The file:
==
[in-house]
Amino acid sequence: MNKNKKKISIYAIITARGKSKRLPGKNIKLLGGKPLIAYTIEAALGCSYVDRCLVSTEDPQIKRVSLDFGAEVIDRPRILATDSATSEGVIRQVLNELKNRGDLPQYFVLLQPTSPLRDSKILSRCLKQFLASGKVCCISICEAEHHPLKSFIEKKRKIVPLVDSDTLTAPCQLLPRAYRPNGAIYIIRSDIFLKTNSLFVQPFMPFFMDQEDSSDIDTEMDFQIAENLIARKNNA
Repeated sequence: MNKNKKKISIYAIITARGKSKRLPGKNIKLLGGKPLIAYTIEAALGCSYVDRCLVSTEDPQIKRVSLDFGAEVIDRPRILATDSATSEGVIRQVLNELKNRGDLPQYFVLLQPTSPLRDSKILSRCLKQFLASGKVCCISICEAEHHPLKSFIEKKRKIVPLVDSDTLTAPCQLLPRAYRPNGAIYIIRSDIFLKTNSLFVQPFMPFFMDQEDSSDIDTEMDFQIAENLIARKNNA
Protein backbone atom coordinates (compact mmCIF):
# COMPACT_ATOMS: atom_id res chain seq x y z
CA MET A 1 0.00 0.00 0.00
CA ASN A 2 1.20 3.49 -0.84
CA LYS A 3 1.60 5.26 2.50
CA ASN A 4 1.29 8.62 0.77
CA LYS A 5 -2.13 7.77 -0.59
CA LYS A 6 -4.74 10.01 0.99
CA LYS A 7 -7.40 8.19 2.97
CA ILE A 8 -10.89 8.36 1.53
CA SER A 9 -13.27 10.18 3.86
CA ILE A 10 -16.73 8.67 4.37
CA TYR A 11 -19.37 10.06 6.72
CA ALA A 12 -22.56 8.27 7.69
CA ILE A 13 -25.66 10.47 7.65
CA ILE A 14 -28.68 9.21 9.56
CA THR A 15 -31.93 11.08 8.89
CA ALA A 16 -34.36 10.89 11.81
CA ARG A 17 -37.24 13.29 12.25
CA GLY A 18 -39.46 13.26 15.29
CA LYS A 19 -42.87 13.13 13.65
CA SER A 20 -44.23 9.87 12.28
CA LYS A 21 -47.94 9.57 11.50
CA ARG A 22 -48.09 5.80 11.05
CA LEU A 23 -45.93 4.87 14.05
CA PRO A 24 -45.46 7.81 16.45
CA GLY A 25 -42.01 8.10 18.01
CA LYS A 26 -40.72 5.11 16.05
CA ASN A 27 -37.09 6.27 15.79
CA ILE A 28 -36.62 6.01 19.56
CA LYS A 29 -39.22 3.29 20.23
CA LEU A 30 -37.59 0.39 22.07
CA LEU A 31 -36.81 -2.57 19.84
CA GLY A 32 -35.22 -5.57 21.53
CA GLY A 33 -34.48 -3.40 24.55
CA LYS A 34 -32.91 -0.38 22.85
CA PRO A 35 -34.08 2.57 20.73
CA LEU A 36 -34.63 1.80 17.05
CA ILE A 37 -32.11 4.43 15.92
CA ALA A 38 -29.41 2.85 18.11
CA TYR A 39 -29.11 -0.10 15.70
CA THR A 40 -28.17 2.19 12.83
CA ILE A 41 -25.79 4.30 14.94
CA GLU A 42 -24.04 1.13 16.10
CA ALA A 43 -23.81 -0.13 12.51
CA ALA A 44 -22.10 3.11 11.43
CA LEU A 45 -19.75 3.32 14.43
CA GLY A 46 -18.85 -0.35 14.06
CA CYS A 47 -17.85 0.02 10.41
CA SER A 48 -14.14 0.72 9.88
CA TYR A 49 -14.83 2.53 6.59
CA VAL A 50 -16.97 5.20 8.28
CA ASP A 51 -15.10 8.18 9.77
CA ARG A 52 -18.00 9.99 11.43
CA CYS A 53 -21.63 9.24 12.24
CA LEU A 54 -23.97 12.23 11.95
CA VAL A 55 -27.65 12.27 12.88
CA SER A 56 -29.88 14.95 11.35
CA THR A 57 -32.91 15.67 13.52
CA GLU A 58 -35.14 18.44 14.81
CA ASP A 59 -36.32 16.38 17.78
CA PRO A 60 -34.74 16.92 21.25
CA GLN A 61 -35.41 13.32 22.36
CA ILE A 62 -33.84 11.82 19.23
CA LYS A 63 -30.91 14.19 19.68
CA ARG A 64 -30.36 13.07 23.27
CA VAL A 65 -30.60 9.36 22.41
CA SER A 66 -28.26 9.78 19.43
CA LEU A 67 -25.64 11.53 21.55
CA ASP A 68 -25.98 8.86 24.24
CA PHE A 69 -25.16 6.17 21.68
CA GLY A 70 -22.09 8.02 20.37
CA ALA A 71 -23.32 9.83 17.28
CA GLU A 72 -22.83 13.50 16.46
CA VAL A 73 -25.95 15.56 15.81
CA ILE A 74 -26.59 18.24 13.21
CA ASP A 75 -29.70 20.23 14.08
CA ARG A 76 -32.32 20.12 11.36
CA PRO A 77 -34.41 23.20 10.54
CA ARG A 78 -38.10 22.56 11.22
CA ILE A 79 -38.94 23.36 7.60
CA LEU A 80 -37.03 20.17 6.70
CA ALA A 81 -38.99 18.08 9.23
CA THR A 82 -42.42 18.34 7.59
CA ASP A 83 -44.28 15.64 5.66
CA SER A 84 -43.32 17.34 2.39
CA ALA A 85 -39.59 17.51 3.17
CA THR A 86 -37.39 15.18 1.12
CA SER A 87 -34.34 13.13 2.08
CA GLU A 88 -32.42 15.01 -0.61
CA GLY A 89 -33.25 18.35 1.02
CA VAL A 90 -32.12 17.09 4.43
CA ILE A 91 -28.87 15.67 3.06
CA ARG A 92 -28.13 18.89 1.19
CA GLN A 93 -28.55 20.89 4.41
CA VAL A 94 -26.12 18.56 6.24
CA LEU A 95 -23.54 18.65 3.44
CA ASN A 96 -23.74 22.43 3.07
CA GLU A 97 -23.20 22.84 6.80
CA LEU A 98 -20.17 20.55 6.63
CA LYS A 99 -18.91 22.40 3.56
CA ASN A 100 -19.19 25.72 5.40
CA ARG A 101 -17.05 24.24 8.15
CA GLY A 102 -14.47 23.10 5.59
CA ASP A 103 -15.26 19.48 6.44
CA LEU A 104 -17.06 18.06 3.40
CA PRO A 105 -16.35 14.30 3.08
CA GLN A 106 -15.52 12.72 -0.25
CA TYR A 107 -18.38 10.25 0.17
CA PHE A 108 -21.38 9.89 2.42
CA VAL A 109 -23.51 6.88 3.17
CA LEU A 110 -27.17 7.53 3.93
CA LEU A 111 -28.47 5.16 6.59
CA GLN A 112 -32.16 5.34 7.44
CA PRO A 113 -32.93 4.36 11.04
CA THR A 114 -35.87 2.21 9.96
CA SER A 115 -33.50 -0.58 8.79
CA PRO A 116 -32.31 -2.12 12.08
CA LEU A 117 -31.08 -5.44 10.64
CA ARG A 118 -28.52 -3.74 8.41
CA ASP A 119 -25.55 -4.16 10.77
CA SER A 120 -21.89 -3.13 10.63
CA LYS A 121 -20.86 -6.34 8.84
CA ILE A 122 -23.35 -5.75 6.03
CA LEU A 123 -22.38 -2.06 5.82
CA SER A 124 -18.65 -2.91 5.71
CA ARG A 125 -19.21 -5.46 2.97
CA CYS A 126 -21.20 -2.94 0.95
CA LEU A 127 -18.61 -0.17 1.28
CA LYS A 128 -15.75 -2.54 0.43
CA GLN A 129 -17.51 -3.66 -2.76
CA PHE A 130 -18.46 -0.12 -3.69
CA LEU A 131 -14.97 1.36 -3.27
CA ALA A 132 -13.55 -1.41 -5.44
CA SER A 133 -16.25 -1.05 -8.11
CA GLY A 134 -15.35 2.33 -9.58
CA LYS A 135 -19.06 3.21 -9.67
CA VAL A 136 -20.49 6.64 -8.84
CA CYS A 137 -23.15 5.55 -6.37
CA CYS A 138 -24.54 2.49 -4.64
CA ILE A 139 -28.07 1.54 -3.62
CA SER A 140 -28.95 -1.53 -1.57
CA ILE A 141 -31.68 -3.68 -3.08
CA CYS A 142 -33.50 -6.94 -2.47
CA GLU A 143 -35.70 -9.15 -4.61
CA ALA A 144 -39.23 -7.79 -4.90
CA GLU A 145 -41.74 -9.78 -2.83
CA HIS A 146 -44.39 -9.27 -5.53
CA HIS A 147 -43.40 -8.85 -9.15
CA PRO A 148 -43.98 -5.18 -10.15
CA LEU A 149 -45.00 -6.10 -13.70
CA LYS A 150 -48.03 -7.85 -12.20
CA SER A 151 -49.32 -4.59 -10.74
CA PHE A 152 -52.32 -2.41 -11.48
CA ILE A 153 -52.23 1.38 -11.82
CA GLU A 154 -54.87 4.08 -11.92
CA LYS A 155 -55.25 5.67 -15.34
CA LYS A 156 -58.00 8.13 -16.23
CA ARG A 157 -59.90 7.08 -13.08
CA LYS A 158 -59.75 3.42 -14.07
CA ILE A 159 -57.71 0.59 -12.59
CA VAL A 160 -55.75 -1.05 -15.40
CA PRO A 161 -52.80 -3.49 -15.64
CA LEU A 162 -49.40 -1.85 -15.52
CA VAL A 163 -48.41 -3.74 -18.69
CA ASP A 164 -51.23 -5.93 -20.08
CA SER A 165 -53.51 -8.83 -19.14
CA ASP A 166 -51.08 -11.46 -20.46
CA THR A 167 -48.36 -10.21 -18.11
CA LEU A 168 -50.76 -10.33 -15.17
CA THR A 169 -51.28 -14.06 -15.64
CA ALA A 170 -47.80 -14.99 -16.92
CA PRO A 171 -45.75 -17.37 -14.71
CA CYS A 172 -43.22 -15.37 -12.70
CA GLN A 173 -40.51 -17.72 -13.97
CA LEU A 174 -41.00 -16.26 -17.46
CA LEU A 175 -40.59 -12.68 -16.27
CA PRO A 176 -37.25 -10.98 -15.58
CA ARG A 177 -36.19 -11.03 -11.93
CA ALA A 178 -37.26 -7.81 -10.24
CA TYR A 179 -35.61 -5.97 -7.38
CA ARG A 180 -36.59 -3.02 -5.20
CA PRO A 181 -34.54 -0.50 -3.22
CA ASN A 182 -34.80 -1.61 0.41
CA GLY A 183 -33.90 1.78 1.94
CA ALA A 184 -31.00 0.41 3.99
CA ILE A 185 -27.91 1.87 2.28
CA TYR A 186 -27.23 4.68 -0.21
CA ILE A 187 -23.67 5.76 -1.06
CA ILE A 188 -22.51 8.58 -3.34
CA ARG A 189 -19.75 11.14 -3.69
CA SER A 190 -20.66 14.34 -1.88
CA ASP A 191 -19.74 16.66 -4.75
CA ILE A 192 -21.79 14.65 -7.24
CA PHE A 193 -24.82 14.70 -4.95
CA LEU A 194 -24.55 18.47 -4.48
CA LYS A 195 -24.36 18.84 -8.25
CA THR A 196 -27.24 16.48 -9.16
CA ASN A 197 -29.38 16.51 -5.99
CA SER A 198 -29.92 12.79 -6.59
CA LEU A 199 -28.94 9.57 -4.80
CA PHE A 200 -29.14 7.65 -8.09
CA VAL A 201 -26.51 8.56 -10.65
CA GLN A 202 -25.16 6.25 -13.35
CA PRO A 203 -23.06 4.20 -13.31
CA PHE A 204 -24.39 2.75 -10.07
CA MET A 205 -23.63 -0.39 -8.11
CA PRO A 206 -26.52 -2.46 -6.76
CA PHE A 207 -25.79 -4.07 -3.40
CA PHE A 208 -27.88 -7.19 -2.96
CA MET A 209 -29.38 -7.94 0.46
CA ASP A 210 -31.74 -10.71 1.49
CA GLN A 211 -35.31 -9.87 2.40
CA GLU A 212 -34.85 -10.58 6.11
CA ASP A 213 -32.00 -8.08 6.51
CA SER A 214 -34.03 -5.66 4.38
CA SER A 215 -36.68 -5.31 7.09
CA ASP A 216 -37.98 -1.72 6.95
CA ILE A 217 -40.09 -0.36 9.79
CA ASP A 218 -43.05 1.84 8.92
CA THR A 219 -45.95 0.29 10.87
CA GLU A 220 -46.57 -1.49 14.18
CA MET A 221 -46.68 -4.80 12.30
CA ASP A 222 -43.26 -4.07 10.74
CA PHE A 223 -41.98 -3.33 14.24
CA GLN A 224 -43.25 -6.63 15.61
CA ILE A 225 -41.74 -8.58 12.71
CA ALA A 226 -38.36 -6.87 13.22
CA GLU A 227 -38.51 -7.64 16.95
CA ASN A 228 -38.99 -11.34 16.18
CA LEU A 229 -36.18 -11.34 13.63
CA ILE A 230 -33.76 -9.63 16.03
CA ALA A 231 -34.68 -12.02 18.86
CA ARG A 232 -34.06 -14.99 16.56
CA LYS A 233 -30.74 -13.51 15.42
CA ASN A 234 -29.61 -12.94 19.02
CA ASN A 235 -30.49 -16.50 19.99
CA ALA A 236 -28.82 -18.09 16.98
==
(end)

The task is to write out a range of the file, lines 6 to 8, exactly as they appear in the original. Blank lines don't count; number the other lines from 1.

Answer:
CA MET A 1 0.00 0.00 0.00
CA ASN A 2 1.20 3.49 -0.84
CA LYS A 3 1.60 5.26 2.50